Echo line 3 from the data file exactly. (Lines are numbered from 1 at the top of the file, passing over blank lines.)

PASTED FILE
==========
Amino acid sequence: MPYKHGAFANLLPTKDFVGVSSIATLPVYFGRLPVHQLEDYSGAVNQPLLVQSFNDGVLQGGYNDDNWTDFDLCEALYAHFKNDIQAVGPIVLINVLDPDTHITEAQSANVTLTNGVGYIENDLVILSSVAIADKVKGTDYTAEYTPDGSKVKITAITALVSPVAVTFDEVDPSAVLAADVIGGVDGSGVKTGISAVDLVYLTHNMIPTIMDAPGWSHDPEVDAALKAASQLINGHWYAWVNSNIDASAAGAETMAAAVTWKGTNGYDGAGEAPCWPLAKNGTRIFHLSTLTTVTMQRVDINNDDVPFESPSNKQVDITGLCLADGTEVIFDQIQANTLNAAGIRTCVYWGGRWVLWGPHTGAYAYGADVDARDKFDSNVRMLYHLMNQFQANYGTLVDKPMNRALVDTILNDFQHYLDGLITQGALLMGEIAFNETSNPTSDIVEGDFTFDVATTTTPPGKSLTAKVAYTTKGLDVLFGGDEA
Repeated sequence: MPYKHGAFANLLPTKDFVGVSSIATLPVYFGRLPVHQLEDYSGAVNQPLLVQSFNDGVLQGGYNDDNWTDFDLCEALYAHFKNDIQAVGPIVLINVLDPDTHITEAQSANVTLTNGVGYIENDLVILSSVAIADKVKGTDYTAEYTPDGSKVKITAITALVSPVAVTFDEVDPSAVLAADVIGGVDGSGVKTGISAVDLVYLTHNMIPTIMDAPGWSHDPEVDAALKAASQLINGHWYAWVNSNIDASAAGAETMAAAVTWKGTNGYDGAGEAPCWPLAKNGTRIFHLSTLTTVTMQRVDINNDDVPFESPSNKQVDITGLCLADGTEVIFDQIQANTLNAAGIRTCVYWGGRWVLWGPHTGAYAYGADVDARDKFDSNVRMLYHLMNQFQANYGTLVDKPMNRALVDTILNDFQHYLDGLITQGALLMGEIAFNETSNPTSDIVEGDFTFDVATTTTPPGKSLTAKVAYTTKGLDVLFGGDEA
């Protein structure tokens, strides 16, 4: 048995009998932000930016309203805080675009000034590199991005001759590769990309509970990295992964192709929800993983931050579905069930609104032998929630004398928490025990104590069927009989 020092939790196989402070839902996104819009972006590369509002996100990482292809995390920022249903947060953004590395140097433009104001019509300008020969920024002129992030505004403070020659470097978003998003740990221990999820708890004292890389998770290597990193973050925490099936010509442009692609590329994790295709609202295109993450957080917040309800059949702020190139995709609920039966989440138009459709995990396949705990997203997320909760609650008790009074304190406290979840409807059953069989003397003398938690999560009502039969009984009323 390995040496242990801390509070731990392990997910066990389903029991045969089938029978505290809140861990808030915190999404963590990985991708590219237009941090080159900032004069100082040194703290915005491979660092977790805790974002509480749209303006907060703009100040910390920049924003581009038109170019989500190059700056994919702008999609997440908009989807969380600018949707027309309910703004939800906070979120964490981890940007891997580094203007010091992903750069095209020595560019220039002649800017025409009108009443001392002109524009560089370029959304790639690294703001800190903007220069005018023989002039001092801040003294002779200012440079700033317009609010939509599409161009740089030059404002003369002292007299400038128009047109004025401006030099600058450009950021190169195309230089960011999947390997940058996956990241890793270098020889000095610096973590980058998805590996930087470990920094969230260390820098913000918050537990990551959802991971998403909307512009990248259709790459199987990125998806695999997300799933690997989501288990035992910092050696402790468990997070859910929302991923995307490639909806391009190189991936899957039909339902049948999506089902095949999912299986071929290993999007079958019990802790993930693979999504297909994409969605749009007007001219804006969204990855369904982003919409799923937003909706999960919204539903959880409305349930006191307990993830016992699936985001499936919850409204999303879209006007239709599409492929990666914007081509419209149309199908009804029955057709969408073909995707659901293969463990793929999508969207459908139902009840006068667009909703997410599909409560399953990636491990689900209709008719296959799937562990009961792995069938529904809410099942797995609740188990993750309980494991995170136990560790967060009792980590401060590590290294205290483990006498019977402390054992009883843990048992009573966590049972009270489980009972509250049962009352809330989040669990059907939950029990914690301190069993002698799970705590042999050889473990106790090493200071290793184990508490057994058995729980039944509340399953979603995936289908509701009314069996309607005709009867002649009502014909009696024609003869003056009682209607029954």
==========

């Protein structure tokens, strides 16, 4: 048995009998932000930016309203805080675009000034590199991005001759590769990309509970990295992964192709929800993983931050579905069930609104032998929630004398928490025990104590069927009989 020092939790196989402070839902996104819009972006590369509002996100990482292809995390920022249903947060953004590395140097433009104001019509300008020969920024002129992030505004403070020659470097978003998003740990221990999820708890004292890389998770290597990193973050925490099936010509442009692609590329994790295709609202295109993450957080917040309800059949702020190139995709609920039966989440138009459709995990396949705990997203997320909760609650008790009074304190406290979840409807059953069989003397003398938690999560009502039969009984009323 390995040496242990801390509070731990392990997910066990389903029991045969089938029978505290809140861990808030915190999404963590990985991708590219237009941090080159900032004069100082040194703290915005491979660092977790805790974002509480749209303006907060703009100040910390920049924003581009038109170019989500190059700056994919702008999609997440908009989807969380600018949707027309309910703004939800906070979120964490981890940007891997580094203007010091992903750069095209020595560019220039002649800017025409009108009443001392002109524009560089370029959304790639690294703001800190903007220069005018023989002039001092801040003294002779200012440079700033317009609010939509599409161009740089030059404002003369002292007299400038128009047109004025401006030099600058450009950021190169195309230089960011999947390997940058996956990241890793270098020889000095610096973590980058998805590996930087470990920094969230260390820098913000918050537990990551959802991971998403909307512009990248259709790459199987990125998806695999997300799933690997989501288990035992910092050696402790468990997070859910929302991923995307490639909806391009190189991936899957039909339902049948999506089902095949999912299986071929290993999007079958019990802790993930693979999504297909994409969605749009007007001219804006969204990855369904982003919409799923937003909706999960919204539903959880409305349930006191307990993830016992699936985001499936919850409204999303879209006007239709599409492929990666914007081509419209149309199908009804029955057709969408073909995707659901293969463990793929999508969207459908139902009840006068667009909703997410599909409560399953990636491990689900209709008719296959799937562990009961792995069938529904809410099942797995609740188990993750309980494991995170136990560790967060009792980590401060590590290294205290483990006498019977402390054992009883843990048992009573966590049972009270489980009972509250049962009352809330989040669990059907939950029990914690301190069993002698799970705590042999050889473990106790090493200071290793184990508490057994058995729980039944509340399953979603995936289908509701009314069996309607005709009867002649009502014909009696024609003869003056009682209607029954």